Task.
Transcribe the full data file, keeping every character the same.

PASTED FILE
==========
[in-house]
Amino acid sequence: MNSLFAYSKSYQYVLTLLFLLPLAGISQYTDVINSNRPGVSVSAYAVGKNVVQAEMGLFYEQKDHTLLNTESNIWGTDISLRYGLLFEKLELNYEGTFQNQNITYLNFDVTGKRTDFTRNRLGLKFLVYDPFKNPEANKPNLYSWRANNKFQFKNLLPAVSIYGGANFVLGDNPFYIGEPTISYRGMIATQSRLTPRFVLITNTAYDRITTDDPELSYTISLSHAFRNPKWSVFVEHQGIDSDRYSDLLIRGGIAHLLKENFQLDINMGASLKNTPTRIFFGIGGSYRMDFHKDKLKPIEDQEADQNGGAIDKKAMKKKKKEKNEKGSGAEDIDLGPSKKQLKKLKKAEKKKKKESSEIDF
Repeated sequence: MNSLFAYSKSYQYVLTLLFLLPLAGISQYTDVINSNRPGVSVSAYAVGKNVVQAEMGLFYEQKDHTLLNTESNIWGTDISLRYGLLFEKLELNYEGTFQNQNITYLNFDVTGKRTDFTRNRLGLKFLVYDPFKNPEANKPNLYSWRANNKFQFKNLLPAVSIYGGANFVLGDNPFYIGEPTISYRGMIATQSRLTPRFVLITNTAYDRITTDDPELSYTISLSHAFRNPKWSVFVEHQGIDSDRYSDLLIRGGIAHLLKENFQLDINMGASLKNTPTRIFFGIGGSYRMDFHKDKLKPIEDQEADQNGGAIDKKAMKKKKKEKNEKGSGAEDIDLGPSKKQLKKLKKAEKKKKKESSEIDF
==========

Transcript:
[in-house]
Amino acid sequence: MNSLFAYSKSYQYVLTLLFLLPLAGISQYTDVINSNRPGVSVSAYAVGKNVVQAEMGLFYEQKDHTLLNTESNIWGTDISLRYGLLFEKLELNYEGTFQNQNITYLNFDVTGKRTDFTRNRLGLKFLVYDPFKNPEANKPNLYSWRANNKFQFKNLLPAVSIYGGANFVLGDNPFYIGEPTISYRGMIATQSRLTPRFVLITNTAYDRITTDDPELSYTISLSHAFRNPKWSVFVEHQGIDSDRYSDLLIRGGIAHLLKENFQLDINMGASLKNTPTRIFFGIGGSYRMDFHKDKLKPIEDQEADQNGGAIDKKAMKKKKKEKNEKGSGAEDIDLGPSKKQLKKLKKAEKKKKKESSEIDF
Repeated sequence: MNSLFAYSKSYQYVLTLLFLLPLAGISQYTDVINSNRPGVSVSAYAVGKNVVQAEMGLFYEQKDHTLLNTESNIWGTDISLRYGLLFEKLELNYEGTFQNQNITYLNFDVTGKRTDFTRNRLGLKFLVYDPFKNPEANKPNLYSWRANNKFQFKNLLPAVSIYGGANFVLGDNPFYIGEPTISYRGMIATQSRLTPRFVLITNTAYDRITTDDPELSYTISLSHAFRNPKWSVFVEHQGIDSDRYSDLLIRGGIAHLLKENFQLDINMGASLKNTPTRIFFGIGGSYRMDFHKDKLKPIEDQEADQNGGAIDKKAMKKKKKEKNEKGSGAEDIDLGPSKKQLKKLKKAEKKKKKESSEIDF